Regulatory Hotline November 03, 2014

Compounding of Contraventions of Exchange Control laws


  • RBI delegates additional compounding authority to its regional offices
  • Decentralization intended to ‎bring efficiency to the compounding process and may reduce transaction costs for the applicants
  • An urgent need to simplify procedural and filing requirements to ease compounding

The Reserve Bank of India (“RBI”), India’s central bank has granted additional compounding powers under the Foreign Exchange Management Act, 1999 (“FEMA”), to its regional offices across the country. Further, RBI has also re-aligned the jurisdiction of regional offices in respect of certain contraventions. This is part of the recent trend towards delegating compounding powers to regional offices which was, hitherto, concentrated with RBI’s central office in Mumbai. This should be a welcome move as it may lead to an efficient and effective resolution of compounding proceedings.

Background

India has an elaborate exchange control regulatory mechanism which typically gets triggered upon any inflow / outflow of foreign exchange. Foreign investors and residents alike often face difficulty in complying with such elaborate regulatory framework and in some cases end up unintentionally / unknowingly breaching some provision(s) of the exchange control laws. FEMA i.e. the parent legislation of the exchange control regulatory framework provides for a mechanism of compounding, a voluntary process to settle admitted contraventions under FEMA.

Section 15 of FEMA permits compounding of contraventions and empowers the Compounding Authority (“CA”) to compound any contravention in terms of Section 13 of FEMA. Further, Section 46 of FEMA read with Section 15(1) of FEMA empowers the Government of India to make rules, inter alia, in respect of certain contraventions of FEMA. Exercising this authority, Government of India has promulgated Foreign Exchange (Compounding Proceedings) Rules, 2000 (“Compounding Rules”). The Cell for the Effective Implementation of FEMA (CEFA), established by RBI, administers compounding of certain contraventions under FEMA.

Compounding is a voluntary process initiated by an applicant for an admitted contravention, adjudicated by the CA within the RBI, or the Enforcement Directorate (“ED”), as the case may be, in a time-bound manner. FEMA provides for a process of adjudication, under which the applicant may be liable for a penalty of up to three times the sum involved in such contravention where the amount is quantifiable or up to INR 200,000, where the amount is not quantifiable and where the contravention is a continuing one, further penalty which may extend to INR 5,000 for every day after the first day during which the contravention continues. If, however, the applicant choses to opt for a compounding, the CA is authorized to look into the compounding application in terms of the provisions of the Compounding Rules and pass an order asking the applicant to pay the sum compounded.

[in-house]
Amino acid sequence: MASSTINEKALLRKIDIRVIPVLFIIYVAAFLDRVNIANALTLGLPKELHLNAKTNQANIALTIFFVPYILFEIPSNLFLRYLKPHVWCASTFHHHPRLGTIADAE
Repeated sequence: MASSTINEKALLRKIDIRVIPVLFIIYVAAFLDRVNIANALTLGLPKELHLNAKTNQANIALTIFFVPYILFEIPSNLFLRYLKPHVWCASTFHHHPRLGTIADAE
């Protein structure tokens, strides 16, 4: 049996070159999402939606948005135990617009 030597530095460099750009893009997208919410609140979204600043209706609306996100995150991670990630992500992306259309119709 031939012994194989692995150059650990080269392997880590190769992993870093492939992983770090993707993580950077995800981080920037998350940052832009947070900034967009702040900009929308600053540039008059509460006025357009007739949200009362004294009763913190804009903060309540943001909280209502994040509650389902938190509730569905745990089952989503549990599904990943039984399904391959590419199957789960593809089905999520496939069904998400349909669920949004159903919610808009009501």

It is important to note that in case a contravention is discovered by RBI or brought to its notice by the applicant suo motu, then depending on the nature of the contravention, RBI has the leeway as to how such a contravention should be dealt with. It can issue an administrative / cautionary advice in case of technical / minor contravention, or decide that the applicant should approach CEFA under the compounding in case of material contravention, to referring the matter to the ED in case sensitive issues are involved / contraventions involved are serious in nature.

While compounding is a time-bound process, the RBI has observed that the number of compounding applications have substantially increased resulting in RBI being unable to process the applications and issue orders within the statutory time line. Hence, the delegation of additional authority to regional offices.

The revised jurisdiction

To resolve the above-said problem, RBI has further delegated compounding authority vide its latest circular1, which follows the recent trend of RBI to delegate compounding authority to its regional offices previously done by way of a circular issued on April 04, 20142. Although, in respect of certain regional offices, RBI has delegated limited authority based on the amount involved in compounding. The additional compounding authority delegated to RBI’s regional offices pursuant to the above mentioned circulars is as follows:

S. No.

FEMA Regulation

Brief Description of Contraventions

Delegation of authority vide circular dated October 16, 2014

1.

Regulation 10A(b)(i) read with paragraph 10 of Schedule I to TISPRO Regulations3

Delay in submission of form FC-TRS on transfer of shares from resident to non-resident

2.

Regulation 10A(B)(2) read with paragraph 10 of Schedule I to TISPRO Regulations